Normally I wouldn’t comment on such things, but this strikes me as the perfect opportunity to bring up several things that are on my mind on a regular.
Having recently read Douglas Hofstader’s I Am a Strange Loop (Basic, 2007), I’ve been thinking about what he calls the “sizes of souls.” That is, the hierarchy we apply to animals. If you think about what separates us humans from the rest of the animals, I’m sure you don’t think of it as a distinctly black and white demarcation (this shades-of-grey attitude is, perhaps unintentionally in most cases, quite Derridian): dogs have bigger souls than mice, mice have bigger souls than roaches, and so on. Consciousness (or “souledness”) is meted out in an inverted cone-like manner (Hofstadter’s “consciousness cone,” from I Am a Strange Loop, p. 19):
I don’t believe many of us would argue with the basic logic of such a view of animal life, but how do we manage this perception of living things? Why is one animal okay to eat and another is not? This poster exemplifies the conundrum to which I’m referring:
This is rather arbitrary — and culturally determined — distinction, but another one that most people wouldn’t argue with.
In no way am I trying to defend Michael Vick’s alleged behavior, but why is it okay to eat a cow and abhorrent to watch dogs fight? Or, to make the comparison more direct, why is it okay to eat a chicken and not to watch cock fights?
Emmanuel Levinas based his theory of ethics and his views on the animal question on an ethical relationship he called the “face-to-face.” That is, a close encounter with the Other that results in submission to the Other, a responsibility to the needs of the other (this latter distinction is what differentiates Levinas’s views with those of Martin Buber’s conception of the “I and Thou” relationship). Applied to an encounter with the face of an animal, Levinas conceded that the life of a non-human animal leaves no room for ethics, but that needless suffering was to be avoided. My friend, colleague, and Levinas scholar Peter Atterton has gone as far to say that the Levinasian model of ethics grants animals more respect than they are traditionally given. I agree. How could I not?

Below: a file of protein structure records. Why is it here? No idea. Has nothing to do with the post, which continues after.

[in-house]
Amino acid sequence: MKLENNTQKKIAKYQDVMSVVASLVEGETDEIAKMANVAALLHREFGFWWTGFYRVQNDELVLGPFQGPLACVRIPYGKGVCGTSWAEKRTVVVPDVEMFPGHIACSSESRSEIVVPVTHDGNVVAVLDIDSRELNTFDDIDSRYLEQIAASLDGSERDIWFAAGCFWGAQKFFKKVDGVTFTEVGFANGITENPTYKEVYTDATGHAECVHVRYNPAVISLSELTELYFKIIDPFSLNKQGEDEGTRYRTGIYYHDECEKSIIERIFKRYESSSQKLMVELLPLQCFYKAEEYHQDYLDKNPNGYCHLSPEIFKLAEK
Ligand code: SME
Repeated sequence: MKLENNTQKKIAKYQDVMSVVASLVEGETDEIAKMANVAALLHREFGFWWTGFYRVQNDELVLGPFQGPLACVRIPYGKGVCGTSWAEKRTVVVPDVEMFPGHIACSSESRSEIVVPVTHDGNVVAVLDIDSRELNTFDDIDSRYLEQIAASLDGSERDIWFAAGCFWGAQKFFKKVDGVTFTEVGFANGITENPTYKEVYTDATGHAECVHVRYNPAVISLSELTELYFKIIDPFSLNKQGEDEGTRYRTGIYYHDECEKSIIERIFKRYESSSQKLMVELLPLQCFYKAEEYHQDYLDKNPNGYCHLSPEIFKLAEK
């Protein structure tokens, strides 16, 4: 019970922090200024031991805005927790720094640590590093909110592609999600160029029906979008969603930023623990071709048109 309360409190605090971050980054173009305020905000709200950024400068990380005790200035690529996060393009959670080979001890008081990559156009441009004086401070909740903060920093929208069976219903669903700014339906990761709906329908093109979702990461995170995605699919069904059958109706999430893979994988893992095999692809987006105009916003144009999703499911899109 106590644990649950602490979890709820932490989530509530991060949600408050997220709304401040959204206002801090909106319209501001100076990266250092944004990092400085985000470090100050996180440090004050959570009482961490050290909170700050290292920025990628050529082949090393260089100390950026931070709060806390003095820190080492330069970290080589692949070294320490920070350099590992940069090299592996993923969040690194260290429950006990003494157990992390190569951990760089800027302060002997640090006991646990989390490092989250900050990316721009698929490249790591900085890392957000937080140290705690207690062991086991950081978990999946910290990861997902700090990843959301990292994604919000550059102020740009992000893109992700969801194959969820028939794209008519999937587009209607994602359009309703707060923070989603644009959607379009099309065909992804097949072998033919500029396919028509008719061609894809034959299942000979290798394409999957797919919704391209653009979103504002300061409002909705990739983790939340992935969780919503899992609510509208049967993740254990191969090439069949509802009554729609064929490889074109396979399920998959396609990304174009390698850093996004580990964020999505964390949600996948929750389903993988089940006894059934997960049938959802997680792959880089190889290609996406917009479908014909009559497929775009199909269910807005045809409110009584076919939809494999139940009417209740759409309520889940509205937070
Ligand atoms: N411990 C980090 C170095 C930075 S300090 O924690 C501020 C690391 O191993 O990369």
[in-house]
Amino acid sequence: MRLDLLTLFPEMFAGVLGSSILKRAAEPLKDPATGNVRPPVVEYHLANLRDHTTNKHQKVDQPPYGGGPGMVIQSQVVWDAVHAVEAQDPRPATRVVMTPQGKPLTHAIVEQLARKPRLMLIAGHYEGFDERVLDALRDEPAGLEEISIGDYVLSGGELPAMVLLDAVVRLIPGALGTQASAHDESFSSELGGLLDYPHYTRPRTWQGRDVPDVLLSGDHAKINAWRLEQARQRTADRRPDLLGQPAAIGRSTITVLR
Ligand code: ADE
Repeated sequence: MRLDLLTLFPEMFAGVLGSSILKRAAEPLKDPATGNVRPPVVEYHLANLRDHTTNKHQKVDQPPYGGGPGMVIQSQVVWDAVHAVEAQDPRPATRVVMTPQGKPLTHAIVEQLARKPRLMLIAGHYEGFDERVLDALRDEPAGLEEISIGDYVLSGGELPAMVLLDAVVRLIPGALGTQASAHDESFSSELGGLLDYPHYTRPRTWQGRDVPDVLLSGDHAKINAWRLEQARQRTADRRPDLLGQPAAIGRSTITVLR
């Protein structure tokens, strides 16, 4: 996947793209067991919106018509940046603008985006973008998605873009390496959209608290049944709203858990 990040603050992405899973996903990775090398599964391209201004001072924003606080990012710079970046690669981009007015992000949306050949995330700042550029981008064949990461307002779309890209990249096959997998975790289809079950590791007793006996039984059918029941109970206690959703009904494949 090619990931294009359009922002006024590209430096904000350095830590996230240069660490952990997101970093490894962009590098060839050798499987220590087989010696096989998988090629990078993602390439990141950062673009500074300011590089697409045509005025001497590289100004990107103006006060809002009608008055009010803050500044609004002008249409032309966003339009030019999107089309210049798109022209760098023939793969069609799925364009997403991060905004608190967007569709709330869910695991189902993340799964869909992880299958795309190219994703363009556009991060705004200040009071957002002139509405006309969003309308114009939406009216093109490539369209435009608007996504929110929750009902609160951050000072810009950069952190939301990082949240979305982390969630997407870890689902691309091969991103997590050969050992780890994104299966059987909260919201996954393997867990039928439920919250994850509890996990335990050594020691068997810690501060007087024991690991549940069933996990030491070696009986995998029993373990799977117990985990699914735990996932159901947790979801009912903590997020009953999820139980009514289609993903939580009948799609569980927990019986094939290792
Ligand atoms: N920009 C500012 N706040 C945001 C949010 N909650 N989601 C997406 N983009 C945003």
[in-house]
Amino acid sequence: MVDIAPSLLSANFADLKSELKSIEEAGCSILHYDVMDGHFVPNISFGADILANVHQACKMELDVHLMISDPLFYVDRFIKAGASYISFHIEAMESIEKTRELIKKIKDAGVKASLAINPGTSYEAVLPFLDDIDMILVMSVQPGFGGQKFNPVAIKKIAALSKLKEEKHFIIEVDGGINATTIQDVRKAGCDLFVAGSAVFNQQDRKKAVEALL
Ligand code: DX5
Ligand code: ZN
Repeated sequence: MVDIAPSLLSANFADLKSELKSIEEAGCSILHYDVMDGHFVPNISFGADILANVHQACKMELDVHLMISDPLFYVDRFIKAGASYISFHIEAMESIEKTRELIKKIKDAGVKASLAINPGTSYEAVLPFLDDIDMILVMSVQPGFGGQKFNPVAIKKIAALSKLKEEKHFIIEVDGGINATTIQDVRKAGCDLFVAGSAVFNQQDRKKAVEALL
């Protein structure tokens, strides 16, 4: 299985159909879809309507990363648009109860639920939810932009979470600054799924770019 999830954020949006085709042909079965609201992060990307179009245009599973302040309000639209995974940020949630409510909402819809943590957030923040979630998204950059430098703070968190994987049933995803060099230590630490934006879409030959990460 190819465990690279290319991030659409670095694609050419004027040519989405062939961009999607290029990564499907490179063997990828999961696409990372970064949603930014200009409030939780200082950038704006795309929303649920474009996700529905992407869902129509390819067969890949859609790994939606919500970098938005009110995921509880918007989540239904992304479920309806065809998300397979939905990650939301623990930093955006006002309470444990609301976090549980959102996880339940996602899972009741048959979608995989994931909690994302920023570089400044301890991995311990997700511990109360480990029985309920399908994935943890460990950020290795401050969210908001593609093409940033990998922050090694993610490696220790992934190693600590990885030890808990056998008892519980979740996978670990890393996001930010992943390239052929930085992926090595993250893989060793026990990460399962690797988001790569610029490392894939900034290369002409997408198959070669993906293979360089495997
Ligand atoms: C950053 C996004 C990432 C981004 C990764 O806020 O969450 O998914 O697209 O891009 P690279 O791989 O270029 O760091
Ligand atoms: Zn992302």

I never thought of myself as much of an activist or a political person, but now that I see the personal as inextricable from the political, I can’t help but bring it up whenever the opportunity arises: I don’t eat meat or wear leather, and I do my best to avoid most animal products (it’s all but impossible to avoid them all — even your TV and your computer have animal byproducts in them). By the same token, I do my best not to be preachy about it, but I can’t help but feel that we’re all being a bit hypocritical to condemn Michael Vick for his alleged cruelty toward dogs when we’re just as happy to inflict the same on other animals. I also find it funny that meat-eaters justify their dietary whims with both religion and evolution.
I agree with the fuzzy hierarchy. I mean, ants don’t have the same amount of consciousness (or as big of a soul, to keep it in Hofstadter’s terminology) as cats, but why do dogs have more consciousness than cows?